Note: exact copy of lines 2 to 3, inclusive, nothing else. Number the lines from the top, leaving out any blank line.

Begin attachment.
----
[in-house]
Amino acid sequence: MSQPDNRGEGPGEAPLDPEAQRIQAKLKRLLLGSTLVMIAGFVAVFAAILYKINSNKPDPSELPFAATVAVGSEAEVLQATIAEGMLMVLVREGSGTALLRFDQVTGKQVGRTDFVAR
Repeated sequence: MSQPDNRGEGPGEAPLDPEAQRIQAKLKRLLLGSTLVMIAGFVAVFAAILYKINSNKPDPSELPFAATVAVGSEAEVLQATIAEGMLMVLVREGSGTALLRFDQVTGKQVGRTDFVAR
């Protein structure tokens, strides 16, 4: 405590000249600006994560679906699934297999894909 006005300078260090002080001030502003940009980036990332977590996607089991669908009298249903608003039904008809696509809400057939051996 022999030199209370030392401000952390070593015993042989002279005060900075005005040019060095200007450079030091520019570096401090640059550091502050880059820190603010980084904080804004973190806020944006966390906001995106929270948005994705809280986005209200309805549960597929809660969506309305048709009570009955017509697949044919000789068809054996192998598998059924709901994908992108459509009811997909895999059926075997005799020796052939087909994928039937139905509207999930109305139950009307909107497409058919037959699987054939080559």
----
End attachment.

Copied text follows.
Amino acid sequence: MSQPDNRGEGPGEAPLDPEAQRIQAKLKRLLLGSTLVMIAGFVAVFAAILYKINSNKPDPSELPFAATVAVGSEAEVLQATIAEGMLMVLVREGSGTALLRFDQVTGKQVGRTDFVAR
Repeated sequence: MSQPDNRGEGPGEAPLDPEAQRIQAKLKRLLLGSTLVMIAGFVAVFAAILYKINSNKPDPSELPFAATVAVGSEAEVLQATIAEGMLMVLVREGSGTALLRFDQVTGKQVGRTDFVAR